You don’t automatically accept information as fact. You probe, prompt, question, and research to ensure solid data, and from all you know you draw conclusions. You use all you learn to develop creative solutions.
Critical thinking skills increase your ability to be purposeful, logical, and innovative when decision-making.
Analytical skills vs critical thinking – can they be separated?
Analytical reasoning is a more linear approach to gathering and analysing data. It takes a step-by-step flow that breaks down information in a logical pattern.
Critical thinking skills enable you to question the data, verify it, and analyse outside information before developing a more holistic solution.
Which matters most depends upon your point of view. Analytical reasoning is a crucial step in the process of critical thinking. You analyse data before applying critical thinking to it.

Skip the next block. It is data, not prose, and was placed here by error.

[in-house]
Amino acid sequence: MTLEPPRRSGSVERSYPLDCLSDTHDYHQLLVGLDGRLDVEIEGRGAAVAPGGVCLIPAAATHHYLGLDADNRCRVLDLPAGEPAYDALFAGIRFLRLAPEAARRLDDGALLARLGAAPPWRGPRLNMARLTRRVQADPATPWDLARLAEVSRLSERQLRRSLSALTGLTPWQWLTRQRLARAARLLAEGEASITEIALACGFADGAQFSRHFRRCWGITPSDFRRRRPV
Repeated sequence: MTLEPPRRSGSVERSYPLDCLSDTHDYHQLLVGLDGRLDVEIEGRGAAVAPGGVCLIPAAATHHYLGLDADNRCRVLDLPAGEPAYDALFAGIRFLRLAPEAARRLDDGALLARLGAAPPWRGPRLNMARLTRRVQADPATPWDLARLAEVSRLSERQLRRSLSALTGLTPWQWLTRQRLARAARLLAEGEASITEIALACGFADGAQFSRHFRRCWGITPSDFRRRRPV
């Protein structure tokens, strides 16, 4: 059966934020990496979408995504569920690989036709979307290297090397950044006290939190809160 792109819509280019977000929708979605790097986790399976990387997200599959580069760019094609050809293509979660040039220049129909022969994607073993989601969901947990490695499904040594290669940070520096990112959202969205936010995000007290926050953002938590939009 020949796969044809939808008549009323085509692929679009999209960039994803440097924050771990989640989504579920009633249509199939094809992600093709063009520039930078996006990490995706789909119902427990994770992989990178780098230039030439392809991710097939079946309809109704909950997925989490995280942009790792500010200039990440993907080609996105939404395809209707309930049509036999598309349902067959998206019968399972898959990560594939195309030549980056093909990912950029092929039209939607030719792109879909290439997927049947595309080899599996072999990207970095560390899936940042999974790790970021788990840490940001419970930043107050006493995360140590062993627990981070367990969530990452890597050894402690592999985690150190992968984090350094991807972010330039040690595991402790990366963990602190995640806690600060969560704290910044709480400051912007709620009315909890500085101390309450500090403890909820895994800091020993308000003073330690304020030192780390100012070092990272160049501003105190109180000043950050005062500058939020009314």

If only using analytical skills, you use the data and facts to support your solution.
By then applying critical thinking, you evaluate all sources of information before making a judgement based on your opinion, knowledge, experience, and expertise.
While both are unique skills, and can be used individually, the nature of them makes them completely complimentary. However, the nature of them also means that critical thinkers typically use their analytical skills as the first step to developing holistic solutions that have a positive impact on their teams and organisations.
In short, analytical skills are usually developed first and are a necessity to meaningful application of critical thinking skills.